Tag Archives: comic books

Chester Roasting On An Open Fire

Link To Today’s Strip

Uh, correct me if I’m wrong here but that comic book has not been properly slabbed and bagged, which makes it WORTHLESS. Why, sometimes it makes me wonder if these idiots are really “comic book collectors” at all. At least BatBore acknowledged the already-established fact that Chester already has every issue of SJ ever, which was a major plot point way back when he still represented the evil side of comic book (sigh) collecting.

So, did Octoshark have a shark head and octopus tentacles or was he just an eight-finned shark? Because one of those seems sort of better than the other. In any event, maybe he could apply this premise to the other characters. Holly could give Funky a slightly sharper pizza-cutter, Les could give Summer a slightly less slovenly hoodie, Cayla could give Les a slightly more cancer-y cancer book and so on. The possibilities are limitless.

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Comeback Kidder.

Link to today’s strip

Dinkle! Stop touching your face! It’s gross! I don’t care if you forgot to shave, or have some kind of numb-cheeked neurological disorder, you will break out in ugly old man acne.

Speaking of ugly, Becky in panel three is a real barker. Bags under her eyes, lines around her misshapen mouth, weird flesh-colored half moon circles on her eyelids, mismatched ears. Ugh. Edvard Munch could be more flattering when portraying anxiety.

And I’m confused. Becky has a husband that isn’t Dinkle? I did another archive deep dive and, after going all the way back to December 2018, I found this weird strip.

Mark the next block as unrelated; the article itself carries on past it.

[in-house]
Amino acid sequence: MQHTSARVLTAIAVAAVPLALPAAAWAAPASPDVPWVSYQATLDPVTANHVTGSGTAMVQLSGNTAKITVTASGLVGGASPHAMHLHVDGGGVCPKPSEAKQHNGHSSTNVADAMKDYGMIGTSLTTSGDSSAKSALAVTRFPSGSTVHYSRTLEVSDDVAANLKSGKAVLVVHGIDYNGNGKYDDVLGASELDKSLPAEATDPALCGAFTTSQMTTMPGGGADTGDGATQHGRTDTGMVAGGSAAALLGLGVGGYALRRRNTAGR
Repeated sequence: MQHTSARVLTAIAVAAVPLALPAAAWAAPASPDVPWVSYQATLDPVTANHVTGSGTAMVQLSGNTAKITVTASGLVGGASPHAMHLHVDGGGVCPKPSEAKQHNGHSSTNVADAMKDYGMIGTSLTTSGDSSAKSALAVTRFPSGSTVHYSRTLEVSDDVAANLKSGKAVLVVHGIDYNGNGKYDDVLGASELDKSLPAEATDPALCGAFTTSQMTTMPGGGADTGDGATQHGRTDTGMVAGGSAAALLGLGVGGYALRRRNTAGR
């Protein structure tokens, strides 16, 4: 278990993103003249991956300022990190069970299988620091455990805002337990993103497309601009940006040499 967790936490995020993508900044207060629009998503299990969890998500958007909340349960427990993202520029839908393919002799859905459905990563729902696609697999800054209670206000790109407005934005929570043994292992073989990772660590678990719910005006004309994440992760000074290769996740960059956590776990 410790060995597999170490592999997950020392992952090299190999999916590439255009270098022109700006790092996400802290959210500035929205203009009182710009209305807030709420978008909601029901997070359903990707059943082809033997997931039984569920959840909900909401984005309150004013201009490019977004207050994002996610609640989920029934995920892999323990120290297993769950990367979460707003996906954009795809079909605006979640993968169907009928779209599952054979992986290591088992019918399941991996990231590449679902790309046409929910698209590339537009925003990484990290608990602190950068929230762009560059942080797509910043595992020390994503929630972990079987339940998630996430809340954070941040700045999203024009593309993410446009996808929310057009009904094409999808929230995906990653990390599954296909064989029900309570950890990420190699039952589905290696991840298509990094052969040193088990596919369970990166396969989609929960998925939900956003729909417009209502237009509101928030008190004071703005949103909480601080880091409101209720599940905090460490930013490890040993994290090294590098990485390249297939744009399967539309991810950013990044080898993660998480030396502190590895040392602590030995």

That’s DSH John. But are they married? They mention each other a few other times, I guess? But that was the last time they were in a strip together. December 22 2018. They’re married, right? And have kids? When was the last time we saw kids?

Since 2018 Becky has attended OMEA in January, the school end picnic in May, Bull’s funeral, all with Dinkle at her side, and DSH John nowhere to be seen. Over 20 individual strips. And she only had 3 strips WITHOUT Dinkle.

And isn’t John married to Crazy Harry?

Found this funny strip from a year ago though. I guess Dinkle must be catching the Alzheimer’s that Mort Winkerbean lost. Because he forgot he’d already praised Becky for going digital.

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Strange Matter

Link to today’s strip

A strange and sudden change of pace Sunday strip featuring no one’s favorite Komix Korner employees discussing the quantum properties of comic book or something…meh. Sometimes these comic book geek gags go right over my head and I’m not really in the mood to research this crap right now. Sure beats watching someone open and read mail, though.

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La-bore Day

While we’re waiting for today’s strip to drop, I’d like to add my kudos to the many kudos directed at comicbookharriet for taking Batiuk to the woodshed on a daily basis for the last three (!) weeks, and in the process, educating all of us about some real-life women heroes of the comics.